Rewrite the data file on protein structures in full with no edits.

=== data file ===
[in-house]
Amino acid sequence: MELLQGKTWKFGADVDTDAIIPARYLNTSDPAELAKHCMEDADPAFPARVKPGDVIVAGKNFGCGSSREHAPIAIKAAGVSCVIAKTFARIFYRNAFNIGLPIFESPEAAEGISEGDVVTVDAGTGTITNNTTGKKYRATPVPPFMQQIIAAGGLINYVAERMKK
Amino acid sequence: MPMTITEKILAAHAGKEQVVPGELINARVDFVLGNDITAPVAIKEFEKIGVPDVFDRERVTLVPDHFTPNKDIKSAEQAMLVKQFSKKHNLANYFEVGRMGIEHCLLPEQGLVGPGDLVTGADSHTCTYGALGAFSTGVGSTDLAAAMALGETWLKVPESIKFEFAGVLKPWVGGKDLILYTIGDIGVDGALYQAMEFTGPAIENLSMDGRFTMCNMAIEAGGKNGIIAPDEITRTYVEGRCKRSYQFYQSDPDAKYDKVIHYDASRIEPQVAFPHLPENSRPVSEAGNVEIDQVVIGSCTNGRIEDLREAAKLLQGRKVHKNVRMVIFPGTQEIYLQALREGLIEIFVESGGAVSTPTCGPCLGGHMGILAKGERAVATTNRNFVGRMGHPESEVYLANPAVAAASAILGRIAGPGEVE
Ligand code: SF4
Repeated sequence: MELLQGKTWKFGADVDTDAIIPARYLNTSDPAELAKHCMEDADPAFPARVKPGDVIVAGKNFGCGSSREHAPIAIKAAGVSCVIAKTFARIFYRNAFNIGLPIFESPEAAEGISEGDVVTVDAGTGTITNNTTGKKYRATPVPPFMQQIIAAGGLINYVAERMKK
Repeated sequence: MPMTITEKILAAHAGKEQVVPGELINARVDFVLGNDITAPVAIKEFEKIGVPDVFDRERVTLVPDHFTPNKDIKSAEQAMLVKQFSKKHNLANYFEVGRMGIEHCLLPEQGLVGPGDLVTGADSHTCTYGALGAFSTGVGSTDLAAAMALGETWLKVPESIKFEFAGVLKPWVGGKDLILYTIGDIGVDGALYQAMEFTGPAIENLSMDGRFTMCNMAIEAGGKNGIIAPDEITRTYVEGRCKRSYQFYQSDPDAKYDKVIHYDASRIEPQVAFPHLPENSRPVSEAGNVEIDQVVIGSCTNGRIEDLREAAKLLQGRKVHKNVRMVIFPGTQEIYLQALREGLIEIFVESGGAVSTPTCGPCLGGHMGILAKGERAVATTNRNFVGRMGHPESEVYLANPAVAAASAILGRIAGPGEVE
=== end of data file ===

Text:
[in-house]
Amino acid sequence: MELLQGKTWKFGADVDTDAIIPARYLNTSDPAELAKHCMEDADPAFPARVKPGDVIVAGKNFGCGSSREHAPIAIKAAGVSCVIAKTFARIFYRNAFNIGLPIFESPEAAEGISEGDVVTVDAGTGTITNNTTGKKYRATPVPPFMQQIIAAGGLINYVAERMKK
Amino acid sequence: MPMTITEKILAAHAGKEQVVPGELINARVDFVLGNDITAPVAIKEFEKIGVPDVFDRERVTLVPDHFTPNKDIKSAEQAMLVKQFSKKHNLANYFEVGRMGIEHCLLPEQGLVGPGDLVTGADSHTCTYGALGAFSTGVGSTDLAAAMALGETWLKVPESIKFEFAGVLKPWVGGKDLILYTIGDIGVDGALYQAMEFTGPAIENLSMDGRFTMCNMAIEAGGKNGIIAPDEITRTYVEGRCKRSYQFYQSDPDAKYDKVIHYDASRIEPQVAFPHLPENSRPVSEAGNVEIDQVVIGSCTNGRIEDLREAAKLLQGRKVHKNVRMVIFPGTQEIYLQALREGLIEIFVESGGAVSTPTCGPCLGGHMGILAKGERAVATTNRNFVGRMGHPESEVYLANPAVAAASAILGRIAGPGEVE
Ligand code: SF4
Repeated sequence: MELLQGKTWKFGADVDTDAIIPARYLNTSDPAELAKHCMEDADPAFPARVKPGDVIVAGKNFGCGSSREHAPIAIKAAGVSCVIAKTFARIFYRNAFNIGLPIFESPEAAEGISEGDVVTVDAGTGTITNNTTGKKYRATPVPPFMQQIIAAGGLINYVAERMKK
Repeated sequence: MPMTITEKILAAHAGKEQVVPGELINARVDFVLGNDITAPVAIKEFEKIGVPDVFDRERVTLVPDHFTPNKDIKSAEQAMLVKQFSKKHNLANYFEVGRMGIEHCLLPEQGLVGPGDLVTGADSHTCTYGALGAFSTGVGSTDLAAAMALGETWLKVPESIKFEFAGVLKPWVGGKDLILYTIGDIGVDGALYQAMEFTGPAIENLSMDGRFTMCNMAIEAGGKNGIIAPDEITRTYVEGRCKRSYQFYQSDPDAKYDKVIHYDASRIEPQVAFPHLPENSRPVSEAGNVEIDQVVIGSCTNGRIEDLREAAKLLQGRKVHKNVRMVIFPGTQEIYLQALREGLIEIFVESGGAVSTPTCGPCLGGHMGILAKGERAVATTNRNFVGRMGHPESEVYLANPAVAAASAILGRIAGPGEVE